Can I have a holiday in the UK? Coronavirus travel rules explained

Roshina Jowaheer
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From Good Housekeeping

The information in this story is accurate as of 23 June 2020. While we are attempting to keep our content as up-to-date as possible, the situation surrounding the coronavirus pandemic continues to develop rapidly, so it's possible that some information and recommendations may have changed since publishing. For any concerns and the latest advice, visit the government's website.

With the recent warm weather and travel abroad still off the table, many Britons are wondering when it will be safe to make the most of the summer temperatures and go on holiday in the UK.

On 23 June, Boris Johnson announced that from 4 July "most leisure and tourist attractions will reopen if they can do safely" in England.

The two-metre rule will be reduced to one and hotels, holiday apartments, caravan parks and campsites will be allowed to reopen.

Openings will be subject to shared facilities being kept clean, with swimming pools and spas remaining "closed for now."

Until the 4 July, are day trips allowed in the UK?

Since the relaxing of lockdown restrictions on 11 May, the government has allowed people to spend time outdoors sitting, enjoying the fresh air, picnicking or sunbathing.

The guidance says there are no restrictions on how far people can travel during lockdown for outdoor activities. It states: "You can travel to outdoor open space irrespective of distance. You shouldn’t travel with someone from outside your household unless you can practise social distancing - for example by cycling."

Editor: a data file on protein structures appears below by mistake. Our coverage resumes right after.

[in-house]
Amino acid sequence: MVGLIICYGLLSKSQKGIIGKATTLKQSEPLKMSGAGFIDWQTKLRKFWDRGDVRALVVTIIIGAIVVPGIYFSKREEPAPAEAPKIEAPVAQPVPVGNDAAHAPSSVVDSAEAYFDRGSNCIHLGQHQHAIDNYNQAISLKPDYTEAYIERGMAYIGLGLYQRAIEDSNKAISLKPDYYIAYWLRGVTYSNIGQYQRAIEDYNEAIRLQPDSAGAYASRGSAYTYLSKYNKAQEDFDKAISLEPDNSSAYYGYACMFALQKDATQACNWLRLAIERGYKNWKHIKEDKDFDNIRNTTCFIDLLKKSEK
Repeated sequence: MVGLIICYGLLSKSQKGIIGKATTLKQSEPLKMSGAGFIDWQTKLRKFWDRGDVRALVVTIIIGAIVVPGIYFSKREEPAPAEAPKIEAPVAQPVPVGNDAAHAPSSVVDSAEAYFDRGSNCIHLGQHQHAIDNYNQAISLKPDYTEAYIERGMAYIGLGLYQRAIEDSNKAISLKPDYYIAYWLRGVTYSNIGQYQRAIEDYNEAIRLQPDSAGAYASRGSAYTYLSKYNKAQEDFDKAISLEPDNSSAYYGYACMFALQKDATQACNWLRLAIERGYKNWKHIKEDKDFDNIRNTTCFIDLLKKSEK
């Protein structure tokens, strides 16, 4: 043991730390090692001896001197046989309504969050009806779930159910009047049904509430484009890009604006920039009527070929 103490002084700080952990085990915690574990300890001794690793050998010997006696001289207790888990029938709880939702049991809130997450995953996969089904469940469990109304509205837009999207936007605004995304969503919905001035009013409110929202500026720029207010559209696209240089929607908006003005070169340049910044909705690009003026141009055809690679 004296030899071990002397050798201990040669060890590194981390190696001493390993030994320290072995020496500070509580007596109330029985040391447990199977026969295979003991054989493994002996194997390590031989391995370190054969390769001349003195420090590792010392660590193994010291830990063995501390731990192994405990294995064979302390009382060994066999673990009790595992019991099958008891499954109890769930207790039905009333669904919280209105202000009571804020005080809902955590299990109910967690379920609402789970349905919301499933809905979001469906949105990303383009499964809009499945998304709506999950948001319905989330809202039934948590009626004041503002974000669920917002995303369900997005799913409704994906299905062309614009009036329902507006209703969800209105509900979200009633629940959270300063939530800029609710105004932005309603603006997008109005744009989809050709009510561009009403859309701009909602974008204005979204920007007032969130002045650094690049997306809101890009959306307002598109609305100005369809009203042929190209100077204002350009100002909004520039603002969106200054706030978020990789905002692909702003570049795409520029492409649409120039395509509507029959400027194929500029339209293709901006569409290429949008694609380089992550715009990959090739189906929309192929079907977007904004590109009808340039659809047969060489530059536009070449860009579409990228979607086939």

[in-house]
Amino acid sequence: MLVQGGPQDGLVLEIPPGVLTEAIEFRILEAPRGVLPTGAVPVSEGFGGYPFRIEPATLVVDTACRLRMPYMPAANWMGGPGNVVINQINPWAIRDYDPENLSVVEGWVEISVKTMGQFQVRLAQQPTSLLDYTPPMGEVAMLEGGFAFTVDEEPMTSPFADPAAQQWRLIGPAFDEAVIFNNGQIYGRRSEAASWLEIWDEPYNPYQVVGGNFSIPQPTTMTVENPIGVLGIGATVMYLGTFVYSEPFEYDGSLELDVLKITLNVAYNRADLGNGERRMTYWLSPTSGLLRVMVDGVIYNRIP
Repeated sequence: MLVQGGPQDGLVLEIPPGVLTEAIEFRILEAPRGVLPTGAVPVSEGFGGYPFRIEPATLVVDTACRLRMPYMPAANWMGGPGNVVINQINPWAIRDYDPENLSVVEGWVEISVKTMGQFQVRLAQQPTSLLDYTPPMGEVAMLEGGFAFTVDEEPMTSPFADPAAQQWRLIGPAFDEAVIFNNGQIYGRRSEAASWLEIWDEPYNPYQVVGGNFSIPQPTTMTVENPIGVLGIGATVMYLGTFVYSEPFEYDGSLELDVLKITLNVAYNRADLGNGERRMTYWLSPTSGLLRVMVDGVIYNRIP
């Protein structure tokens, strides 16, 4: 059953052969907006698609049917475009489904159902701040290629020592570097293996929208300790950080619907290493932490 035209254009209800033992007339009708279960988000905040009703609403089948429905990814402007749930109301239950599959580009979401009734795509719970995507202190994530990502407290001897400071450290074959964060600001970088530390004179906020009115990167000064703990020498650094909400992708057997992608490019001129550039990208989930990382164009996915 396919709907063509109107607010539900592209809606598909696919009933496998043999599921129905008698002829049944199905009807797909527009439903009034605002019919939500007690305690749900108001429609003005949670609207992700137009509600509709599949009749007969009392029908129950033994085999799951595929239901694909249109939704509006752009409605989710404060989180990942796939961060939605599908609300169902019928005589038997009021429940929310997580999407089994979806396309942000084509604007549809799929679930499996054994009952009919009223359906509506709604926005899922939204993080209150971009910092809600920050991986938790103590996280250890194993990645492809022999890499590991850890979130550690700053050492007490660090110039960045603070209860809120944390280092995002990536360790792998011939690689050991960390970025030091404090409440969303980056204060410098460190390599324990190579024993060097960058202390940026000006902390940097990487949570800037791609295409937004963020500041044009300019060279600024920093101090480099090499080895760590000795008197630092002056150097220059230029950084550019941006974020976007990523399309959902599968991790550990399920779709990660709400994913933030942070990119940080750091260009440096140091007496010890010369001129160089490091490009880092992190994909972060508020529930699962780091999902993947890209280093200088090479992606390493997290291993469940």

This means that trips to beaches, parks and other open spaces are currently allowed, although there have been reports of crowded beaches and parks since the easing of restrictions, which could make social distancing a challenge.

"Day trips to outdoor open space, in a private vehicle, are permitted," the government guidance states.

However, these measures apply in England and people in Wales, Scotland and Northern Ireland should follow the specific rules in those parts of the UK.

In Wales, the message remains for people to 'stay local.' The Welsh government says: "Many attractions and beauty spots (including car parks and public toilets) remain closed.

"Given the improving picture, Ministers will lift the stay local requirement on 6 July, if the conditions permit."

From 29 May in Scotland, people were allowed to spend more time outdoors. The Scottish government said: "There are no restrictions on the length of time you can be outside, but strict physical distancing and hygiene measures should be followed and please stay local to your home, which we recommend is up to five miles."

Northern Ireland allows groups of up to nine people to meet outdoors for non-contact activity as long as the two-metre rule is followed. It says: "You should avoid visiting places such as seaside resorts and popular beauty spots whenever there is a chance that large numbers of people will converge and crowds will form."

Can I travel for a holiday in the UK?

While day trips are currently allowed in England, staying anywhere other than your primary residence is not permitted until 4 July.

The guidance says: "Leaving your home - the place you live - to stay at another home for a holiday or other purpose is not allowed. This includes visiting second homes."

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If you're wondering whether this applies to hotels, Airbnbs, self-catering cottages and B&Bs, restrictions are in place which prevent overnight stays at all holiday accommodations until the reopening date.

"Premises such as hotels and bed and breakfasts will remain closed, except where providing accommodation for specific reasons set out in law, such as for critical workers where required for a reason relating to their work," the government says.

What about camping?

Campsites are also closed, which means camping is not allowed, but they can open from 4 July, along with caravan parks.

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The shared facilities will need to be kept clean in order to reopen.

When will holidays in the UK resume?

Holidays in the UK will recommence from 4 July, with people in England allowed to stay overnight in hotels, holiday apartments, campsites and holiday parks.

In Wales, holidays are set to start from 6 July, while Scotland has given a provisional date of 15 July and Northern Ireland has given 20 July for hotels and other accommodation to open

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